I thought I’d awaken to a world in mourning.
Heavy clouds crowding, a society storming.
But there’s something different on this golden morning.
Something magical in the sunlight, wide and warming.
I see a dad with a stroller taking a jog.
Across the street, a bright-eyed girl chases her dog.
A grandma on a porch fingers her rosaries.
She grins as her young neighbor brings her groceries.
While we might feel small, separate, and all alone,
Our people have never been more closely tethered.
The question isn’t if we will weather this unknown,
But how we will weather this unknown together.
So on this meaningful morn, we mourn and we mend.
Like light, we can’t be broken, even when we bend.
As one, we will defeat both despair and disease.
We stand with healthcare heroes and all employees;
With families, libraries, schools, waiters, artists;
Businesses, restaurants, and hospitals hit hardest.
We ignite not in the light, but in lack thereof,
For it is in loss that we truly learn to love.
In this chaos, we will discover clarity.
In suffering, we must find solidarity.
For it’s our grief that gives us our gratitude,
Shows us how to find hope, if we ever lose it.
So ensure that this ache wasn’t endured in vain:
Do not ignore the pain. Give it purpose. Use it.
Read children’s books, dance alone to DJ music.
Know that this distance will make our hearts grow fonder.
From a wave of woes our world will emerge stronger.
We’ll observe how the burdens braved by humankind
Are also the moments that make us humans kind;
Let every dawn find us courageous, brought closer;
Heeding the light before the fight is over.
When this ends, we’ll smile sweetly, finally seeing
In testing times, we became the best of beings.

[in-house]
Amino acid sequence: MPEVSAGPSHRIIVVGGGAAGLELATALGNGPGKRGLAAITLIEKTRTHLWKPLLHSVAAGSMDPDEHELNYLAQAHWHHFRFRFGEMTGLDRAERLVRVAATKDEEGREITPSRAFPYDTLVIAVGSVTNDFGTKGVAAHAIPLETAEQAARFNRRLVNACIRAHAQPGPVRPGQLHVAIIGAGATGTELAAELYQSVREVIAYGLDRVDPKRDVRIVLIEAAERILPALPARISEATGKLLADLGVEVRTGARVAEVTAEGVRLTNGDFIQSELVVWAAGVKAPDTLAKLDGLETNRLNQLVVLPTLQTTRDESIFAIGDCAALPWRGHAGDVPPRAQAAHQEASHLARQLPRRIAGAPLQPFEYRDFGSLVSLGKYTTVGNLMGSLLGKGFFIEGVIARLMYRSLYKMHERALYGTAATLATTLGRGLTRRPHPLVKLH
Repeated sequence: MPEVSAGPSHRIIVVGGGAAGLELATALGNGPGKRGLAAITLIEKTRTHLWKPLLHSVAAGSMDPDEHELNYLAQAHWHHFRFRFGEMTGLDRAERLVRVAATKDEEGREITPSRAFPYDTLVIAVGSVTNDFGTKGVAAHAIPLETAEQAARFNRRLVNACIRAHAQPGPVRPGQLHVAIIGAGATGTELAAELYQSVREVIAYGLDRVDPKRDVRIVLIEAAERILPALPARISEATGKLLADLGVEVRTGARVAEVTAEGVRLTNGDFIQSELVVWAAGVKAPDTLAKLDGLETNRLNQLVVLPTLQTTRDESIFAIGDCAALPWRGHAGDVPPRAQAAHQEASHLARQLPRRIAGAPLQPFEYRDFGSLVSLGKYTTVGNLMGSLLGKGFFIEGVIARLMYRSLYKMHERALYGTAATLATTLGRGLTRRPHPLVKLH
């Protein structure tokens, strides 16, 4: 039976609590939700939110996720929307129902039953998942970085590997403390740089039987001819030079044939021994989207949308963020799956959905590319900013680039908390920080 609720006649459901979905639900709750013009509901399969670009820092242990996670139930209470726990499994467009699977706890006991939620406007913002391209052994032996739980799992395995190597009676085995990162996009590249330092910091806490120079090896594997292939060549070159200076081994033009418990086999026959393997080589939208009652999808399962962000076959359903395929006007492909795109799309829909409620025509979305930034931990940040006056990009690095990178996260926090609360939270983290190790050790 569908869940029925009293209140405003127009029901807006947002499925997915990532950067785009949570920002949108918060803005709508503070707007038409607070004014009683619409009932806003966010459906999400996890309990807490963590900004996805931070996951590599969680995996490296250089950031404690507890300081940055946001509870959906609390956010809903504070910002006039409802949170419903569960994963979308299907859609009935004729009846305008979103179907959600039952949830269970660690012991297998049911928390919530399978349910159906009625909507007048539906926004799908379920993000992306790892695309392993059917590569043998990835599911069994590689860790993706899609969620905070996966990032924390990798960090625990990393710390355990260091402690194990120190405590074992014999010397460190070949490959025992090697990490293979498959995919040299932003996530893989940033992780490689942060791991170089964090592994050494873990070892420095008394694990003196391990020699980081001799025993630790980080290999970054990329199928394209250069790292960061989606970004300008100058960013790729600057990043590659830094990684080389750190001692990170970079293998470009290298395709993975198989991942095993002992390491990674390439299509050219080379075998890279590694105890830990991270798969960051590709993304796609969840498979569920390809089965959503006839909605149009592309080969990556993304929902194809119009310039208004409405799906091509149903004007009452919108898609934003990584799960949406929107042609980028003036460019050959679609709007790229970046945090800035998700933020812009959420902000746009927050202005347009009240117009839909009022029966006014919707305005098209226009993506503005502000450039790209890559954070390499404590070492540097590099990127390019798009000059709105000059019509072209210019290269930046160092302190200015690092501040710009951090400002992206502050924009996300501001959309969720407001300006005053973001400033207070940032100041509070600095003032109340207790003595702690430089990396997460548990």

by America’s inaugural Youth Poet Laureate Amanda Gorman
BRING US CLOSE TO THE EARTH
Spirit of Life,
Ground of our being,
Root of unified mystery
Growing into myriad branches of expression,
Bring us together now.
Bring us close to the earth,
Ear to the whispering grass,
Waiting with slow breaths,
Listening for the very stones to cry out
With their rocky stories of
Tectonic plates meeting and parting meeting
Their mineral memories of
Hadean days, molten rocks flowing and joining
Their ancient legends of
Stars born out of the collapse of other stars
Help us to re-member.
Help us to piece together
Our one-ness with matter,
Our one-ness that matters.
With one more deep breath,
May we rise, star-stuff walking and rolling
Across the surface of an impossible blue-green planet.
May we join together to heal what is divided.
May we find wholeness within, without, among, between.
Eternal Source, Seed of the Universe, help us to grow peace.
So be it. Blessed be. Amen.
Sound of Sleat
I always looked out at the world,
And wondered if the world looked back at me,
Standing on the edge of something,
On my face- the wind from the cold sea.Across the waters were mirrors to see
Faces that looked like me,
People caught between two places,
People crossing over the seas.And it seemed from my croft
-With the old stones and the sheep,
And the sound of the songs in my sleep-
That the music of folk somewhere meetsOn the edge of the place we would be.
I’ve lived through some hard times.
My face is lined; my body so frail.
I used to think I might be able -When the river ran to meet the sea,
When the sun and moon shared the sky-
To look out as far as the eye could see,
And raise a glass to the girl looking back at me.
Laura Kelly Fanucci
When this is over, may we never again take for granted
A handshake with a stranger
Full shelves at the store
Conversations with neighbors
A crowded theater
Friday night out
The taste of communion
A routine checkup
The school rush each morning
Coffee with a friend
The stadium roaring
Each deep breath
A boring Tuesday
When this ends
may we find
that we have become
more like the people
we wanted to be
we hope to be
and may we stay
that way – better
for each other
because of the worst.
SHELTER IN PLACE
Long before the pandemic, the trees
knew how to guard one place with
roots and shade. Moss found
how to hug a stone for life.
Every stream works out how
to move in place, staying home
even as it flows generously
outward, sending bounty far.
Now is our time to practice —
singing from balconies, sending
words of comfort by any courier,
kindling our lonesome generosity
to shine in all directions like stars.
This morning the green fists of the peonies are getting ready
to break my heart
as the sun rises,
as the sun strokes them with his old, buttery fingers
and they open —
pools of lace,
white and pink —